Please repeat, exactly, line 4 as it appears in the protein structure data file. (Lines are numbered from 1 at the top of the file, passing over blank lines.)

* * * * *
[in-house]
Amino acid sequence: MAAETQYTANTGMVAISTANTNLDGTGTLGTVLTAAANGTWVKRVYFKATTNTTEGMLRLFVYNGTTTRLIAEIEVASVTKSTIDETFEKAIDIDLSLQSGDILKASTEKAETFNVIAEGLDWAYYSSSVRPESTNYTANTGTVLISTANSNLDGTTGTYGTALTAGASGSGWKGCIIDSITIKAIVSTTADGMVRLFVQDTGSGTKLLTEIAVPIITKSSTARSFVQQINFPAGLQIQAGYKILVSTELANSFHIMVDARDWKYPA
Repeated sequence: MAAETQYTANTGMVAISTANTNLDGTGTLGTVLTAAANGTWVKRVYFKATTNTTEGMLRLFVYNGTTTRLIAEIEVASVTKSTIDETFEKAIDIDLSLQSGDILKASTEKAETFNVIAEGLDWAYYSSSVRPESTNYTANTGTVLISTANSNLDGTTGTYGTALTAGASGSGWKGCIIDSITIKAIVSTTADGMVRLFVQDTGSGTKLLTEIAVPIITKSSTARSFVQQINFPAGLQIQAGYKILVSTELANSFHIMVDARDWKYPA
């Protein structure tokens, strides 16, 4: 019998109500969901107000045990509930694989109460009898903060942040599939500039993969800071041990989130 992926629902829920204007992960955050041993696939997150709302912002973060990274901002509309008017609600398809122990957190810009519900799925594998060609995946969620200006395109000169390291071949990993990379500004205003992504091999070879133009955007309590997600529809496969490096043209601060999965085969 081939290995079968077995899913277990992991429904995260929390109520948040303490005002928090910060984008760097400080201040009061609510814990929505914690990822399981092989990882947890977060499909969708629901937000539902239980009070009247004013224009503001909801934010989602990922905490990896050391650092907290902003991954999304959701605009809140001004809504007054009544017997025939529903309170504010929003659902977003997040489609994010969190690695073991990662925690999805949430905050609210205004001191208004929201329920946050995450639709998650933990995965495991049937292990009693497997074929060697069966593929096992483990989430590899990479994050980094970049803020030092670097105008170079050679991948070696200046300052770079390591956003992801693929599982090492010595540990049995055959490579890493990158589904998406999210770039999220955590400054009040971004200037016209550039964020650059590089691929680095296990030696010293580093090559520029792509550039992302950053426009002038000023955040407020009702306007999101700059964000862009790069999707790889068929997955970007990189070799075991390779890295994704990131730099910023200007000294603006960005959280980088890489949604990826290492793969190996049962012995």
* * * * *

């Protein structure tokens, strides 16, 4: 019998109500969901107000045990509930694989109460009898903060942040599939500039993969800071041990989130 992926629902829920204007992960955050041993696939997150709302912002973060990274901002509309008017609600398809122990957190810009519900799925594998060609995946969620200006395109000169390291071949990993990379500004205003992504091999070879133009955007309590997600529809496969490096043209601060999965085969 081939290995079968077995899913277990992991429904995260929390109520948040303490005002928090910060984008760097400080201040009061609510814990929505914690990822399981092989990882947890977060499909969708629901937000539902239980009070009247004013224009503001909801934010989602990922905490990896050391650092907290902003991954999304959701605009809140001004809504007054009544017997025939529903309170504010929003659902977003997040489609994010969190690695073991990662925690999805949430905050609210205004001191208004929201329920946050995450639709998650933990995965495991049937292990009693497997074929060697069966593929096992483990989430590899990479994050980094970049803020030092670097105008170079050679991948070696200046300052770079390591956003992801693929599982090492010595540990049995055959490579890493990158589904998406999210770039999220955590400054009040971004200037016209550039964020650059590089691929680095296990030696010293580093090559520029792509550039992302950053426009002038000023955040407020009702306007999101700059964000862009790069999707790889068929997955970007990189070799075991390779890295994704990131730099910023200007000294603006960005959280980088890489949604990826290492793969190996049962012995």